Katherine is an economic geographer at Western Sydney University, and founded the ‘Community Economies Collective’, which is a project that involves both academics and communities in theorizing and practicing new economic visions.
    In our conversation, we explore:

    The relationship between self-transformation and economic transformation

    How post-capitalism is not something that can be learned or intellectually understood, so much as performed, acted out, and felt, which suggests why new economies require new selves, new configurations of how we experience our bodies and relations

    How national scale policy like basic income can help support individuals in their own processes of exploration and transformation,

    Why self-entrepreneurship is the ultimate expression of neoliberal subjectivity,



    • 1 hr 21 min
    Julie Nelson: What If Capitalism Isn't the Problem?

    Julie Nelson: What If Capitalism Isn't the Problem?

    My guest today is Julie Nelson: economist, and zen teacher. She co-edited a book in 1993 that became known to many as an early manifesto for feminist economics, and has spent her career questioning assumptions - of both the human mind and the discipline of economics.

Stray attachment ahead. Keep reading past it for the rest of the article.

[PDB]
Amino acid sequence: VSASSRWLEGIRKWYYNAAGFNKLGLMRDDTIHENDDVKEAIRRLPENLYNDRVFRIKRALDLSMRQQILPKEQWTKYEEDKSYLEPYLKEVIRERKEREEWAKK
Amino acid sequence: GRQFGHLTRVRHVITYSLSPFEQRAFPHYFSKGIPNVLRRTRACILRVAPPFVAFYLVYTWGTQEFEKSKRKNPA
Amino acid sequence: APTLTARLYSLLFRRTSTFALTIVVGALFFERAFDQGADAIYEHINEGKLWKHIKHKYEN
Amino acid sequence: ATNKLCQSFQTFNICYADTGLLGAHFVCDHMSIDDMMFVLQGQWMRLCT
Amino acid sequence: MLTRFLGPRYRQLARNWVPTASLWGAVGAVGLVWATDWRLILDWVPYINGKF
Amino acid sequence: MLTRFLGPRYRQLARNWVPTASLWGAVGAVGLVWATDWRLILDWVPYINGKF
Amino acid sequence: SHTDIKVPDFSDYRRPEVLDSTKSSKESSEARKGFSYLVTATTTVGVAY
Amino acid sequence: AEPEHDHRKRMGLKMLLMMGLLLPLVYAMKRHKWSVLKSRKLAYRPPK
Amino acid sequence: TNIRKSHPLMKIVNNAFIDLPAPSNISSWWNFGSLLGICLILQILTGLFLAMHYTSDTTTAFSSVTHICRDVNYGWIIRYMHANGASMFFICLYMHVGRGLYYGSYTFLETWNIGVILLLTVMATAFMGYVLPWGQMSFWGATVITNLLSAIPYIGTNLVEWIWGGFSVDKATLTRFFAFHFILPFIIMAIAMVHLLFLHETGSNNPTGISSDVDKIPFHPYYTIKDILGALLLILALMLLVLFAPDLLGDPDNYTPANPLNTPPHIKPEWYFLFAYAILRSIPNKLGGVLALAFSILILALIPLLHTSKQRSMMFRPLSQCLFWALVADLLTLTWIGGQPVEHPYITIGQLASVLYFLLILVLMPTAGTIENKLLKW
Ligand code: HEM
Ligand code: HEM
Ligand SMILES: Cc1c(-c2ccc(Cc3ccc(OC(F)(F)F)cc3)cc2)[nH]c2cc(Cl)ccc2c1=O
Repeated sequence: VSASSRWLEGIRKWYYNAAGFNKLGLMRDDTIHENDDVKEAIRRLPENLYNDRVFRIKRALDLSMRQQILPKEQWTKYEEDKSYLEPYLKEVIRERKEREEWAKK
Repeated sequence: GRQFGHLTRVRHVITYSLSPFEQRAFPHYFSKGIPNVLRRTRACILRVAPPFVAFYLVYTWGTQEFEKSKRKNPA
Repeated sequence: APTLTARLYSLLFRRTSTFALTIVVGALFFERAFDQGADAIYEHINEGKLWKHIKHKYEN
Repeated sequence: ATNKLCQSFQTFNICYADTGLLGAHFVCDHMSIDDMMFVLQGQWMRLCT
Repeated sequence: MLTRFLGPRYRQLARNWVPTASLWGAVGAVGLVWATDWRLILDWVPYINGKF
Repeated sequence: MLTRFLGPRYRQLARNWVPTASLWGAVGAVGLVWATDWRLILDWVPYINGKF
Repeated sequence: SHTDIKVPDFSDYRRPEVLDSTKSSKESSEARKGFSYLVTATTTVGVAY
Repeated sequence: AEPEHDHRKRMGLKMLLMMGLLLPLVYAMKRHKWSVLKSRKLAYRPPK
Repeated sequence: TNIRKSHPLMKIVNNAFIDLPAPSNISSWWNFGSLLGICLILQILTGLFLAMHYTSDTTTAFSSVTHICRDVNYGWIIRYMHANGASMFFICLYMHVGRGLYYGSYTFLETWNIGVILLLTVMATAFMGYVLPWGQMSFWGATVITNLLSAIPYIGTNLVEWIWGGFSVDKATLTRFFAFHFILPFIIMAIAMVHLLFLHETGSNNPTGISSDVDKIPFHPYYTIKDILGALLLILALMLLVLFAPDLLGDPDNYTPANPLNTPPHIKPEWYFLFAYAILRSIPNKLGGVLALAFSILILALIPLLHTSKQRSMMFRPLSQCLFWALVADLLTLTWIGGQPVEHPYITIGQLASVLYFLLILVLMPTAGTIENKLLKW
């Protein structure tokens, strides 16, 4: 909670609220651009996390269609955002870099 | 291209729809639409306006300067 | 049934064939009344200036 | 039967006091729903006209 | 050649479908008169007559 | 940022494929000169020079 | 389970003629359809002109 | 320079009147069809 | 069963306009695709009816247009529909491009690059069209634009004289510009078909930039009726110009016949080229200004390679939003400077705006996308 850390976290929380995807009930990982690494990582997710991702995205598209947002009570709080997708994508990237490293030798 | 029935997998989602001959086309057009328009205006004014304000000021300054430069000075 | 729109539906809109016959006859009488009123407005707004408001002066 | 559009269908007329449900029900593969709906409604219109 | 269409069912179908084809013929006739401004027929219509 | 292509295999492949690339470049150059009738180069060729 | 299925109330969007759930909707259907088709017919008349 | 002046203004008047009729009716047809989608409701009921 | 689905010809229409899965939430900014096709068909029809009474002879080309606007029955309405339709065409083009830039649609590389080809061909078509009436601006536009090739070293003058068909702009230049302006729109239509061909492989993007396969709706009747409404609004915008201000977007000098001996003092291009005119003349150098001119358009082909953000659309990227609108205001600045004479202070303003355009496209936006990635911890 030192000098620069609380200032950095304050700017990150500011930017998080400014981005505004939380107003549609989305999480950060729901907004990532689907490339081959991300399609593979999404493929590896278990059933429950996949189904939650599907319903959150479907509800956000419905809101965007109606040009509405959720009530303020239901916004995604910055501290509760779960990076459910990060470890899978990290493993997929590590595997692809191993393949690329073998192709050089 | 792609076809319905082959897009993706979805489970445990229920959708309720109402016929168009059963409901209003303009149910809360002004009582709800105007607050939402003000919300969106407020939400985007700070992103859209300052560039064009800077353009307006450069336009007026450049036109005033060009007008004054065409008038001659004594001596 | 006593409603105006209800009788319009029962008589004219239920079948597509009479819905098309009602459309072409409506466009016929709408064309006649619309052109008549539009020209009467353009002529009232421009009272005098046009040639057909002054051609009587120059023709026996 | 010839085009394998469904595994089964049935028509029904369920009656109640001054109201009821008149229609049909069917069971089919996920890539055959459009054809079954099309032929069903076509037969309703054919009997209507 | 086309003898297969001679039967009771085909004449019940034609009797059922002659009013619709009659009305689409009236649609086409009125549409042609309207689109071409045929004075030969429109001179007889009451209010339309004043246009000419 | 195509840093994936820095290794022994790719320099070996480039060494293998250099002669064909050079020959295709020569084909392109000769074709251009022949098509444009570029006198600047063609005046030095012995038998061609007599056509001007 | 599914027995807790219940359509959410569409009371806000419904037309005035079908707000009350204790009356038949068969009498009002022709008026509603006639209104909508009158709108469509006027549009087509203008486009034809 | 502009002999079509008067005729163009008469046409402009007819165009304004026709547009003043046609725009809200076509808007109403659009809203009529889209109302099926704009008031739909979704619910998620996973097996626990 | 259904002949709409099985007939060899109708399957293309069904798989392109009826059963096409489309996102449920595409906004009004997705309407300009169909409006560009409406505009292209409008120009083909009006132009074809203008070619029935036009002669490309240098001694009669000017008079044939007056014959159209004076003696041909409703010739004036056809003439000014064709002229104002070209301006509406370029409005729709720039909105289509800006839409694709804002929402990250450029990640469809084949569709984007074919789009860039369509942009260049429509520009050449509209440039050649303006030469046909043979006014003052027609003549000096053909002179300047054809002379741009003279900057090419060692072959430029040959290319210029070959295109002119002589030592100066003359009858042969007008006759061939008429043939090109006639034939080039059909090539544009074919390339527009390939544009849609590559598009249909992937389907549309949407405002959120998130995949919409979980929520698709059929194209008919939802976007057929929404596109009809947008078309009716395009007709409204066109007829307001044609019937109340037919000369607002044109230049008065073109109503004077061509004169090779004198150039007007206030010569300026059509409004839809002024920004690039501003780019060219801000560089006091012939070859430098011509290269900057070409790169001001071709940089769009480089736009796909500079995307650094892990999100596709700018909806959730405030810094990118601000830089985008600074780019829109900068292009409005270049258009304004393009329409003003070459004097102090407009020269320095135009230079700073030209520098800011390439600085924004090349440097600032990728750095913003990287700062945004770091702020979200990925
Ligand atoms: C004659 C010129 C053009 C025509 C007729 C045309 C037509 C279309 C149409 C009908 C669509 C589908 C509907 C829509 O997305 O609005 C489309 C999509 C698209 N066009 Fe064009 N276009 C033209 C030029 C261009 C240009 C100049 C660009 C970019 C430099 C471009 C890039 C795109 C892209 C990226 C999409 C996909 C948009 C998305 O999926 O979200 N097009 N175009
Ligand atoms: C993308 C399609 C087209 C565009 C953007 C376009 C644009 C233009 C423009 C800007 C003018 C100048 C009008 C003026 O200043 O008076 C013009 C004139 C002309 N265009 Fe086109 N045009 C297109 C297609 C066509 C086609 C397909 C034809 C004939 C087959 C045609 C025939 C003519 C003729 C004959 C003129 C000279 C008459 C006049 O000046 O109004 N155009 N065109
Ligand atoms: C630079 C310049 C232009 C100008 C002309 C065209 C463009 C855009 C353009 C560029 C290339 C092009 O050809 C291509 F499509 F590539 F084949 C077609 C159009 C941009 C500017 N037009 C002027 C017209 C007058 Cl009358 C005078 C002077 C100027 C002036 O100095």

She is an economics professor (emeritus) at the University of Massachusetts, Boston, a senior research fellow at the Global Development and Environment Institute at Tufts, and a senior assistant teacher at the Greater Boston Zen Center. She is author of the book Economics for Humans, co-editor of Beyond Economic Man: Feminist Theory and Economics, and a number of others.
    A polarizing question lingers as the theme for our conversation: what if capitalism isn’t the problem? Julie suggests that many of the ills - greed, environmental degradation, extreme inequality - so many on the left are quick to blame capitalism for have little to do with capitalism. Rather, she targets ‘economism’ - a particular set of economic theories and assumptions, plus a layer of incentives we’ve built atop them. Neither updating our theories to better match reality, nor redesigning the incentive structures that underlie economic outcomes require an exit from capitalism.
    Viewing capitalism as a rigid and dogmatic system that inherently produces certain outcomes, Julie suggests, are “short-cuts to thinking” that keep us from seeing the agency we already have to change the system.